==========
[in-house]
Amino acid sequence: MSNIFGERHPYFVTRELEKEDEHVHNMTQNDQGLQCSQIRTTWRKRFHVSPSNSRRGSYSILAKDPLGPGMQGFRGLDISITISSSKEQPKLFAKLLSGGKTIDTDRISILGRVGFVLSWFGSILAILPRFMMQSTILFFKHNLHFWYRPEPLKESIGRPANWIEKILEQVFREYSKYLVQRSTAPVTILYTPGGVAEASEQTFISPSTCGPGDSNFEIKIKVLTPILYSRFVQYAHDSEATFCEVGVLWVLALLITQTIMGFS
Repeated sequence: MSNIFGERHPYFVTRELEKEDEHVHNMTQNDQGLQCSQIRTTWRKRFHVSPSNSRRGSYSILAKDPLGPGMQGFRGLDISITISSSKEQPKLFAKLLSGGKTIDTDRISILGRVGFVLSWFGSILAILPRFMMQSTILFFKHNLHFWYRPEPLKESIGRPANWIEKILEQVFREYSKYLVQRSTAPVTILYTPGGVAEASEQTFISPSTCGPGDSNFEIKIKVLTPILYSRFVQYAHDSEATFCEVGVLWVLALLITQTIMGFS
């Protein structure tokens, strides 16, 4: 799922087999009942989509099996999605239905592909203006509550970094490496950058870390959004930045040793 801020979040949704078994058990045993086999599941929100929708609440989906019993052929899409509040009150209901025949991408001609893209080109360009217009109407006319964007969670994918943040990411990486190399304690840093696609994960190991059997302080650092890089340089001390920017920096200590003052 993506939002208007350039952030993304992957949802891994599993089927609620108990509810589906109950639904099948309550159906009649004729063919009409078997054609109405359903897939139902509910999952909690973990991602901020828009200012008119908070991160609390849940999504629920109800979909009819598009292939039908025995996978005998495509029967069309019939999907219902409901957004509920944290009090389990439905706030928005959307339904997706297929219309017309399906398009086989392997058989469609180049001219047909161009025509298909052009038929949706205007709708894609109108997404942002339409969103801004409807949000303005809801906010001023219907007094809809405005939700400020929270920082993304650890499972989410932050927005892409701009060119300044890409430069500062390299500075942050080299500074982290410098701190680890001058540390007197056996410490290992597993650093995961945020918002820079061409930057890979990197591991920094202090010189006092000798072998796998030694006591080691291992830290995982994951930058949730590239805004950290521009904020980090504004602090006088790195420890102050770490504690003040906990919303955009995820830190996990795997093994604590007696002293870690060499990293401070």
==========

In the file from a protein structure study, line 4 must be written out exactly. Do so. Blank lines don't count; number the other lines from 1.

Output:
């Protein structure tokens, strides 16, 4: 799922087999009942989509099996999605239905592909203006509550970094490496950058870390959004930045040793 801020979040949704078994058990045993086999599941929100929708609440989906019993052929899409509040009150209901025949991408001609893209080109360009217009109407006319964007969670994918943040990411990486190399304690840093696609994960190991059997302080650092890089340089001390920017920096200590003052 993506939002208007350039952030993304992957949802891994599993089927609620108990509810589906109950639904099948309550159906009649004729063919009409078997054609109405359903897939139902509910999952909690973990991602901020828009200012008119908070991160609390849940999504629920109800979909009819598009292939039908025995996978005998495509029967069309019939999907219902409901957004509920944290009090389990439905706030928005959307339904997706297929219309017309399906398009086989392997058989469609180049001219047909161009025509298909052009038929949706205007709708894609109108997404942002339409969103801004409807949000303005809801906010001023219907007094809809405005939700400020929270920082993304650890499972989410932050927005892409701009060119300044890409430069500062390299500075942050080299500074982290410098701190680890001058540390007197056996410490290992597993650093995961945020918002820079061409930057890979990197591991920094202090010189006092000798072998796998030694006591080691291992830290995982994951930058949730590239805004950290521009904020980090504004602090006088790195420890102050770490504690003040906990919303955009995820830190996990795997093994604590007696002293870690060499990293401070």